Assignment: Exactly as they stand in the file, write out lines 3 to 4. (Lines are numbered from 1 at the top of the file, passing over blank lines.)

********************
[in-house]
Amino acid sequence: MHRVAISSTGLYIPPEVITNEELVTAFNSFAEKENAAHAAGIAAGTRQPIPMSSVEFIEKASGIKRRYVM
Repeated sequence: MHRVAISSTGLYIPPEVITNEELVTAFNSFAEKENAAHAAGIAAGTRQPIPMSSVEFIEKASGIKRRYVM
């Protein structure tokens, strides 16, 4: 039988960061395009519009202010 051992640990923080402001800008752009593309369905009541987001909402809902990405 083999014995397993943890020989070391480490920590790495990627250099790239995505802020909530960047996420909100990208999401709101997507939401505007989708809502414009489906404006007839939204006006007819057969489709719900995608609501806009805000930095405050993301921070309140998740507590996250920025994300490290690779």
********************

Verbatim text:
Repeated sequence: MHRVAISSTGLYIPPEVITNEELVTAFNSFAEKENAAHAAGIAAGTRQPIPMSSVEFIEKASGIKRRYVM
């Protein structure tokens, strides 16, 4: 039988960061395009519009202010 051992640990923080402001800008752009593309369905009541987001909402809902990405 083999014995397993943890020989070391480490920590790495990627250099790239995505802020909530960047996420909100990208999401709101997507939401505007989708809502414009489906404006007839939204006006007819057969489709719900995608609501806009805000930095405050993301921070309140998740507590996250920025994300490290690779």